On an English road, headed for Scotland, their car blows a tire, and a truck driver named Clive stops to help and enters the story. In one town some well-dressed thugs attack the (by now) three of them and rob them. In Edinburgh, Kaisa sells one of her packets of coke to finance the rest of the trip. At one point Tomas feels so harassed by her that he tells her he may not even really be her father. (It turns out that years earlier Helen may have in anger said such a thing—untrue.) But the false revelation allows the coked-up and frazzled Kaisa to make a teasing attempt to seduce Tomas in the back of the car as Clive drives. Thus the film uncovers briefly a dark father-daughter secret, a tease about them that has been lurking in the back of our brains.

The deliberate discomfort of that scene, along with the proliferating tantrums and pukings and sleazes and police interventions, makes this journey a scathing pilgrimage for both father and daughter. But they reach Aberdeen. The very last sequence may seem a bit mushy—I note only that it involves a red clown nose that Tomas had given Kaisa as a child, a souvenir that she has kept on her key ring—but it is a move toward the rehabilitation for which Helen had first dispatched Kaisa, and it helps the film to fulfill its title. Aberdeen is more than the city to which the journey moves: it is the site for father and daughter of a cleansing through pain.

At any rate this is the function that the ending intends. For myself, this ending is only a completion for formality's sake, like a brief coda in music. The real being of the film is the journey, the anatomy of tensions between a father and his daughter, each with privacies of escape and fulfillment, each with self-dissatisfactions, both abutted by circumstance and imprisoned by biology. The journey is the film. Neither Kaisa nor Tomas "learns" much from the journey: they harrow their way through it as an episode in their lives. They both know what they have been through but are not transformed except by the increment of experience. The last, soft scene in Aberdeen is less a bouquet for the movie world than a brief respite for Tomas and Kaisa. Candidly—courageously, even—this film is an abrasion of audience expectation. It dares to be itself, like it or not.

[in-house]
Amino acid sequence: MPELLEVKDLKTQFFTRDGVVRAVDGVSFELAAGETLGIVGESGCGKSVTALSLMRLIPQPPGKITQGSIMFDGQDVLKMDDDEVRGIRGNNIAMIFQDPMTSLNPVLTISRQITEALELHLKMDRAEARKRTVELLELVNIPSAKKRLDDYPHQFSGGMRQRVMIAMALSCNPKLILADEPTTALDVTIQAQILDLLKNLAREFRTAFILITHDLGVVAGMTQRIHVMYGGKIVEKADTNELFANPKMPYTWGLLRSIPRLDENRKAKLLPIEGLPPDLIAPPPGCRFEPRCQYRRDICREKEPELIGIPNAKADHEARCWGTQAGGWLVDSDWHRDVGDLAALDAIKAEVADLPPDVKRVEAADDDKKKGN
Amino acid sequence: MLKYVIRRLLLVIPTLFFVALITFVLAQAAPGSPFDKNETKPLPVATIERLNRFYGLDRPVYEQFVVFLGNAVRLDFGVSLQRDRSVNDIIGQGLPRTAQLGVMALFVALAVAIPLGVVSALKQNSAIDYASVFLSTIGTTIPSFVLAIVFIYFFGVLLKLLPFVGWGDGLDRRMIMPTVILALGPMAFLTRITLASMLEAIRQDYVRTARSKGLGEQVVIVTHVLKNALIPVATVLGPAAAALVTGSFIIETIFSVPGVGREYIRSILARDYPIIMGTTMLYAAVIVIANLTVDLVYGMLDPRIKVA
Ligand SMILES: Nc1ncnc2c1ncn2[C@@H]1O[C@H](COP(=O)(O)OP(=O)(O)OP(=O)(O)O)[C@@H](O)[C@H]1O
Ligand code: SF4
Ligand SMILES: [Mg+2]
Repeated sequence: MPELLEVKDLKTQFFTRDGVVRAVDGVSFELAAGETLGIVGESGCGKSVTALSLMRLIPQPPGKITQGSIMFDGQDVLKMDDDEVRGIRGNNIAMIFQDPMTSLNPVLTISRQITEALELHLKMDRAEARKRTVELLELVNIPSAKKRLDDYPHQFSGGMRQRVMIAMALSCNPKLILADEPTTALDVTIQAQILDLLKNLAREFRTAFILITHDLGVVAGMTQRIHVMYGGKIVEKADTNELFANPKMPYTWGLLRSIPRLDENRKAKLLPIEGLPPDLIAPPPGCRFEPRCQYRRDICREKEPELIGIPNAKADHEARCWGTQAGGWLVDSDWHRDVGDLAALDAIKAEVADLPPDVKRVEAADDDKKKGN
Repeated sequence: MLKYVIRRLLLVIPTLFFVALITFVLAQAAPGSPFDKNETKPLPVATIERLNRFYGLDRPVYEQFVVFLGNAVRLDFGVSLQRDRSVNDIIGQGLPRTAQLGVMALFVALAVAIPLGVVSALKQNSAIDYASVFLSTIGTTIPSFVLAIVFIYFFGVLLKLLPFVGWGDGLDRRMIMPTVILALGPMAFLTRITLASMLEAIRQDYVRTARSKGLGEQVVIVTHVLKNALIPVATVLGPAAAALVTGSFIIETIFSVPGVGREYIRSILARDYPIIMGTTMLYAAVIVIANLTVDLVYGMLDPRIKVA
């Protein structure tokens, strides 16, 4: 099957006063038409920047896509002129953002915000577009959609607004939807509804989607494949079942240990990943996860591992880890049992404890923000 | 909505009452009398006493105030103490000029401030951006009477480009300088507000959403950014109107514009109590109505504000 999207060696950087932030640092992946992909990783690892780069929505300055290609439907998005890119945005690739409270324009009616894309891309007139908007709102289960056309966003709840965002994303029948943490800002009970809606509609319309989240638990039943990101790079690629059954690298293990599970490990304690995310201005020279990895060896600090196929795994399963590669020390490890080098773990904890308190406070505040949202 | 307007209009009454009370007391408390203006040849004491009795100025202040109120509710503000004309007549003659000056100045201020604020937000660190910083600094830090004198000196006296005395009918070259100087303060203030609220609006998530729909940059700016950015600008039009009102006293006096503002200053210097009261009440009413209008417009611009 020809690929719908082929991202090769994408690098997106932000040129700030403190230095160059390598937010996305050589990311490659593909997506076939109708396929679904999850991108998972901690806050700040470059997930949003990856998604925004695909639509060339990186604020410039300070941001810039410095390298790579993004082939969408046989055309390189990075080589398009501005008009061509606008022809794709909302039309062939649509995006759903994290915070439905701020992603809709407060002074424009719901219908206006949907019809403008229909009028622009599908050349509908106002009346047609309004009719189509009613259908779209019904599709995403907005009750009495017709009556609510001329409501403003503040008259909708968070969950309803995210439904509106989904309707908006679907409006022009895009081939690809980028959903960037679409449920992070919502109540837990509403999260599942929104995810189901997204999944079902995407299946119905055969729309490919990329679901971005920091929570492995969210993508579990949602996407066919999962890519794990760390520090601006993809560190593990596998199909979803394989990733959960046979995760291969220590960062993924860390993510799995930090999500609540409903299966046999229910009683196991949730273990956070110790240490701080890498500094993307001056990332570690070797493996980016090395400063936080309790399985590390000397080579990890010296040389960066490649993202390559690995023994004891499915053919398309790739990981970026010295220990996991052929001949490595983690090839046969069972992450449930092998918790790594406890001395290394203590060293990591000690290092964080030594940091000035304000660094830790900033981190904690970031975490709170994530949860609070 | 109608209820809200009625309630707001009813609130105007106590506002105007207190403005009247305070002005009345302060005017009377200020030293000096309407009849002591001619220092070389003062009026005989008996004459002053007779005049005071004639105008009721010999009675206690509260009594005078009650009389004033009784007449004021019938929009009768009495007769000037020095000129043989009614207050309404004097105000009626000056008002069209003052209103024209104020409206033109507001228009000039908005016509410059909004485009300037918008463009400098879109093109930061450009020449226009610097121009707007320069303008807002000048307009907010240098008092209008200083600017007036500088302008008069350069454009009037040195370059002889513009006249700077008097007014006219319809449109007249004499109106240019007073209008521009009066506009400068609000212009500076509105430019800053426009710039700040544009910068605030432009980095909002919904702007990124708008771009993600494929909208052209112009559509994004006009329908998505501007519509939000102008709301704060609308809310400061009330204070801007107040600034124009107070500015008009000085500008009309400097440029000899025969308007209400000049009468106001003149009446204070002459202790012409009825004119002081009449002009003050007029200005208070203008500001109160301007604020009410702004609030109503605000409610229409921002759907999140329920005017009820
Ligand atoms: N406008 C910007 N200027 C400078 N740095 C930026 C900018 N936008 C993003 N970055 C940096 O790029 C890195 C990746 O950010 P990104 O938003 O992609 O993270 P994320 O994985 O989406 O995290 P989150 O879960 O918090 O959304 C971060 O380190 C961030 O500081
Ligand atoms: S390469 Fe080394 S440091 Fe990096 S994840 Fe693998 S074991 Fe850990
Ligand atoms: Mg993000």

The four leading actors are splendid. Charlotte Rampling, recently so fine in the French film Under the Sand, plays Helen. We never see her out of her hospital bed, and yet Rampling radiates quiet beauty. (I confess that I don't understand why she doesn't have the Scottish accent that Kaisa has.) Ian Hart gives Clive presence and strength effortlessly. He doesn't come across as consciously macho, but his alert disposition and his resourcefulness make him the person needed in the role. I haven't previously been an enthusiast for Stellan Skarsgård, but one is forced to judge an actor by the roles he gets. Here he has, in more than sheer prominence, a major role; and as the stormy, befuddled, riven Tomas, Skarsgård kept reminding me—the highest compliment I could pay a Scandinavian actor—of Max von Sydow.

A truth about Skarsgård is also true of Lena Headey, who plays Kaisa. Anyone who sees his performance and hers will be unlikely ever to forget either. Headey, lately seen in the undistinguished Onegin, plunges into this role with—oxymoron though it is—controlled abandon. Kaisa is a woman who attracts and discomforts and estranges and even amuses us, and not in any neat progressive or regressive sequence. Headey takes on the repellents in the role as well as the emotional stabs, and she is always authentic, never interested in anything but the verity of the moment. It is a star performance in a way that most starring performances avoid: she doesn't seem to give a damn whether we come away liking her or not, so long as we believe her.

The same is true of Aberdeen as a whole. Moland clearly conceived of his film as an unsparing descent into two affixed yet warring psyches, and, with an authoritative talent, he has not flinched.

This article originally ran in the September 24, 2001 issue of the magazine.